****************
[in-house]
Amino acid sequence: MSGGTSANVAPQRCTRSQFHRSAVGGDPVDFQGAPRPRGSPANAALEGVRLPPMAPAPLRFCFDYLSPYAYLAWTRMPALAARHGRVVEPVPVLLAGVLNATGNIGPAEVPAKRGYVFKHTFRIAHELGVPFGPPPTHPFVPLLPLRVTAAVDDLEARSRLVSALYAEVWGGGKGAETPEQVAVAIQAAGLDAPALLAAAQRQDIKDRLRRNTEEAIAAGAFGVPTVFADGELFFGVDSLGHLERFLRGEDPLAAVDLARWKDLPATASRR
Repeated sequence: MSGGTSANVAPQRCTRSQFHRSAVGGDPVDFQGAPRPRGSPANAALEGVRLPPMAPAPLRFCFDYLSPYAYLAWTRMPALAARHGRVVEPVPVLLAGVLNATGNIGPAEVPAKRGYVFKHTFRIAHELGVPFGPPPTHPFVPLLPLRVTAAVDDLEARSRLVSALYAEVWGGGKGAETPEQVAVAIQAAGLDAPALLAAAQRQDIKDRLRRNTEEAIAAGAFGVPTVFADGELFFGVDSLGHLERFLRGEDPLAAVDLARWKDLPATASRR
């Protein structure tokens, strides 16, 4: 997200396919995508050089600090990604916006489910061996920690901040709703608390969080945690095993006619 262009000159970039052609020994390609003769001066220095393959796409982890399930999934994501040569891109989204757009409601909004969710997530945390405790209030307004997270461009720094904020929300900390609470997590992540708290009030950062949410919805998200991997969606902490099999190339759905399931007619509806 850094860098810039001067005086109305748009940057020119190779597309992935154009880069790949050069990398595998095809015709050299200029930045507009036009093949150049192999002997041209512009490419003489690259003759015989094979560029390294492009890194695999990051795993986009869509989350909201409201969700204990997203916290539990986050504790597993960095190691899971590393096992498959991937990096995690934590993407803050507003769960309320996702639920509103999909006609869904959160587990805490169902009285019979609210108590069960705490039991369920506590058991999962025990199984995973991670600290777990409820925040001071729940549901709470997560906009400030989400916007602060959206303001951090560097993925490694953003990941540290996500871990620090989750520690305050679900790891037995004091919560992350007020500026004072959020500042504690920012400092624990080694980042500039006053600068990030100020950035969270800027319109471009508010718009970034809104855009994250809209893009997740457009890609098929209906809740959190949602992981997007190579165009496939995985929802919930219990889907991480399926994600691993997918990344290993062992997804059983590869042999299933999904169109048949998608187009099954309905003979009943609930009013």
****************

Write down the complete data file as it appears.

[in-house]
Amino acid sequence: MSGGTSANVAPQRCTRSQFHRSAVGGDPVDFQGAPRPRGSPANAALEGVRLPPMAPAPLRFCFDYLSPYAYLAWTRMPALAARHGRVVEPVPVLLAGVLNATGNIGPAEVPAKRGYVFKHTFRIAHELGVPFGPPPTHPFVPLLPLRVTAAVDDLEARSRLVSALYAEVWGGGKGAETPEQVAVAIQAAGLDAPALLAAAQRQDIKDRLRRNTEEAIAAGAFGVPTVFADGELFFGVDSLGHLERFLRGEDPLAAVDLARWKDLPATASRR
Repeated sequence: MSGGTSANVAPQRCTRSQFHRSAVGGDPVDFQGAPRPRGSPANAALEGVRLPPMAPAPLRFCFDYLSPYAYLAWTRMPALAARHGRVVEPVPVLLAGVLNATGNIGPAEVPAKRGYVFKHTFRIAHELGVPFGPPPTHPFVPLLPLRVTAAVDDLEARSRLVSALYAEVWGGGKGAETPEQVAVAIQAAGLDAPALLAAAQRQDIKDRLRRNTEEAIAAGAFGVPTVFADGELFFGVDSLGHLERFLRGEDPLAAVDLARWKDLPATASRR
């Protein structure tokens, strides 16, 4: 997200396919995508050089600090990604916006489910061996920690901040709703608390969080945690095993006619 262009000159970039052609020994390609003769001066220095393959796409982890399930999934994501040569891109989204757009409601909004969710997530945390405790209030307004997270461009720094904020929300900390609470997590992540708290009030950062949410919805998200991997969606902490099999190339759905399931007619509806 850094860098810039001067005086109305748009940057020119190779597309992935154009880069790949050069990398595998095809015709050299200029930045507009036009093949150049192999002997041209512009490419003489690259003759015989094979560029390294492009890194695999990051795993986009869509989350909201409201969700204990997203916290539990986050504790597993960095190691899971590393096992498959991937990096995690934590993407803050507003769960309320996702639920509103999909006609869904959160587990805490169902009285019979609210108590069960705490039991369920506590058991999962025990199984995973991670600290777990409820925040001071729940549901709470997560906009400030989400916007602060959206303001951090560097993925490694953003990941540290996500871990620090989750520690305050679900790891037995004091919560992350007020500026004072959020500042504690920012400092624990080694980042500039006053600068990030100020950035969270800027319109471009508010718009970034809104855009994250809209893009997740457009890609098929209906809740959190949602992981997007190579165009496939995985929802919930219990889907991480399926994600691993997918990344290993062992997804059983590869042999299933999904169109048949998608187009099954309905003979009943609930009013």